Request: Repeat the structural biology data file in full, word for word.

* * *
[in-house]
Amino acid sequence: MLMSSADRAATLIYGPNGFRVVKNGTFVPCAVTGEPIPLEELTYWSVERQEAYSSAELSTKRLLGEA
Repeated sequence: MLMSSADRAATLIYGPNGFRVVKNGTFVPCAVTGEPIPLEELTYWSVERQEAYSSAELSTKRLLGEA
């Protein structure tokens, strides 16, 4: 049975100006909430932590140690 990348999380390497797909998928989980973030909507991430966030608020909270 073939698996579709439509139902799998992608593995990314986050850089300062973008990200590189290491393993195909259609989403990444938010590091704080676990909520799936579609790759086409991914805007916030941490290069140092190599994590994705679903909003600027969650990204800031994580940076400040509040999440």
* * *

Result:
[in-house]
Amino acid sequence: MLMSSADRAATLIYGPNGFRVVKNGTFVPCAVTGEPIPLEELTYWSVERQEAYSSAELSTKRLLGEA
Repeated sequence: MLMSSADRAATLIYGPNGFRVVKNGTFVPCAVTGEPIPLEELTYWSVERQEAYSSAELSTKRLLGEA
């Protein structure tokens, strides 16, 4: 049975100006909430932590140690 990348999380390497797909998928989980973030909507991430966030608020909270 073939698996579709439509139902799998992608593995990314986050850089300062973008990200590189290491393993195909259609989403990444938010590091704080676990909520799936579609790759086409991914805007916030941490290069140092190599994590994705679903909003600027969650990204800031994580940076400040509040999440």